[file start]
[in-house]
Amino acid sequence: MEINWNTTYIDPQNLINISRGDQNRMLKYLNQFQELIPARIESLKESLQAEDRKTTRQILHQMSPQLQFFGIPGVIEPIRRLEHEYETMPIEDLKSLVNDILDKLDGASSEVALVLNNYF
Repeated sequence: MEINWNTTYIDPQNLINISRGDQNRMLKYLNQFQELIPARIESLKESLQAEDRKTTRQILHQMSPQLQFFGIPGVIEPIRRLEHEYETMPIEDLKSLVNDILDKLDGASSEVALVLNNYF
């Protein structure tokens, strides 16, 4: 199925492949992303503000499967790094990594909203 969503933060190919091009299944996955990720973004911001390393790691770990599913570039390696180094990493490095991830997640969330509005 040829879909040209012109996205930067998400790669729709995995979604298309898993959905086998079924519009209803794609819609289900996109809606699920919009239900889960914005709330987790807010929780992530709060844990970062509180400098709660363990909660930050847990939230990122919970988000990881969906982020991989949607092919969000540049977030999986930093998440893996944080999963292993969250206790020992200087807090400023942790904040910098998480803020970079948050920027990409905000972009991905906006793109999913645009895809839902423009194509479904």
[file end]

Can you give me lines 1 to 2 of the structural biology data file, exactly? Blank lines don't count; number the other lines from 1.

[in-house]
Amino acid sequence: MEINWNTTYIDPQNLINISRGDQNRMLKYLNQFQELIPARIESLKESLQAEDRKTTRQILHQMSPQLQFFGIPGVIEPIRRLEHEYETMPIEDLKSLVNDILDKLDGASSEVALVLNNYF